If you decide to use Thingsee Open Services API then these are the sequences and requirements that you should follow. It is not mandatory to follow all these sequences and you are allowed to be more creative than this. However, these are the best practices that we have learned from the different installation processes and tools with our customers.
These examples makes your life easier and our management operations less painful.
Authenticate to the API
- You can ask your credentials from your Thingsee sales rep or send us a message to firstname.lastname@example.org
Create a group for the device
Every device is assigned to a default group, but to make massive device pools more manageable it is highly recommended that the installation pools are split into more specific groups. Groups can be created by your cloud or by your installation application. The group definition and resolution is up to your own design; you can create a group for Northern Finland or you can create a group for Lab in HQ. A group can contain a single device or a gazillion of devices.
Read more details how you must construct the group id. Note that this API requires you to give a full groupid e.g. prfi00northernfinland.
Check the spec
Activate the device during the installation process
The following sequence uses YourApp as the installation tool, but it can be also some of our standard Thingsee mobile applications that can do the same trick.
Preferably YourApp will also assign the device to a group, so that the device management operations can be targeted for a smaller set of devices.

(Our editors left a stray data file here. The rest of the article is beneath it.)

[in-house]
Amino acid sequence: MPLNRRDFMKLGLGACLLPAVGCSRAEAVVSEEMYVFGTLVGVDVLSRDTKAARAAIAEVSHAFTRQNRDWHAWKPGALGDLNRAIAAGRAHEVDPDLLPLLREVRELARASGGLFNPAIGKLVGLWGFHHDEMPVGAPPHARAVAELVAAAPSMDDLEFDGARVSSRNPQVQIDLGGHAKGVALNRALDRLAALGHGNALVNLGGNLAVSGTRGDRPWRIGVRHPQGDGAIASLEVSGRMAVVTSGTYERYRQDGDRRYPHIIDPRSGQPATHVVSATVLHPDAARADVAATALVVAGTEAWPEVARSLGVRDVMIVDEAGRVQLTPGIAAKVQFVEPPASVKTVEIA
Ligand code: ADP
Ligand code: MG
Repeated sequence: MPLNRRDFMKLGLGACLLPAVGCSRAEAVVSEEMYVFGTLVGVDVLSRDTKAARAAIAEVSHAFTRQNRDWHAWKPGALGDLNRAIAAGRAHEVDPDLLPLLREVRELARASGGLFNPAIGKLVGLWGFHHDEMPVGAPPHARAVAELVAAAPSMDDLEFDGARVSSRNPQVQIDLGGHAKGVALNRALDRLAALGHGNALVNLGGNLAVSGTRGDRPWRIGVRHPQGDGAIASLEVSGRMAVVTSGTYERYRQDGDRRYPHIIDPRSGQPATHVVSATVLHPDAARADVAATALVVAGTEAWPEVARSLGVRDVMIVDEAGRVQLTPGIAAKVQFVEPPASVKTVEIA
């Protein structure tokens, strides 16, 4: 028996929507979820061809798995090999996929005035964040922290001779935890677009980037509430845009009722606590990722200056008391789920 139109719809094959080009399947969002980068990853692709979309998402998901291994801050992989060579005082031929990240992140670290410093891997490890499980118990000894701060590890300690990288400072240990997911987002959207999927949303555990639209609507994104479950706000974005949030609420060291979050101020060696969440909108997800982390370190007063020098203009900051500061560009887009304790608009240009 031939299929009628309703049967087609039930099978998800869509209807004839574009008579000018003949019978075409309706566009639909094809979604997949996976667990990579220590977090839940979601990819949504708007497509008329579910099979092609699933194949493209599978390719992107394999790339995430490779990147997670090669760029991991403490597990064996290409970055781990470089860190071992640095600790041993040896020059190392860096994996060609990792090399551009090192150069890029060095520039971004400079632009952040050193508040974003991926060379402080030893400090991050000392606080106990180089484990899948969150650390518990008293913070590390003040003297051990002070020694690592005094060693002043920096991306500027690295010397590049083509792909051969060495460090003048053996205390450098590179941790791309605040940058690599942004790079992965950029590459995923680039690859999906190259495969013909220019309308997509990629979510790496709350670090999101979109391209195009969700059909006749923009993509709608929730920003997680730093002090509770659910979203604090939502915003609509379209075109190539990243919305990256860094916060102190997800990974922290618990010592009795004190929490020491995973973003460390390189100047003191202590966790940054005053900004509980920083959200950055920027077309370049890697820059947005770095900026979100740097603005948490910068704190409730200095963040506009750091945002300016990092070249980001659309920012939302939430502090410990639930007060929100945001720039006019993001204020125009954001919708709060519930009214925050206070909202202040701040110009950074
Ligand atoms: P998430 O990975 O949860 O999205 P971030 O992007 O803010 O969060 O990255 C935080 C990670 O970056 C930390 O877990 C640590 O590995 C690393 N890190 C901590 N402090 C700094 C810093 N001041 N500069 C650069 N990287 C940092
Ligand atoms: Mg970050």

Remotely change the sensor configuration This one is a bit tricky. You need to create a configuration JSON message (part of Thingsee Message specifications), and sent that to the API. That’s the easy part. Thingsee Cloud will make its magic so that the configuration reaches the sensor device. The sensor will process the message and do whatever the configuration message told it to do, and then replies the new configuration back to the cloud.
The reply ("echo") comes using the same route as the any other uplink data from the sensor. Therefore you will receive the echo to that other endpoint which is not the REST client you used to sent the data, but instead an MQTT broker or e.g. some Azure IoT hub integration that receives the sensor data anyway.
As you receive the echo you should (not a mandatory thing to do) update your internal inventory of send configuration messages, so that you know what configurations are processed. There are properties in the Thingsee message that makes this configuration-echo mapping straightforward.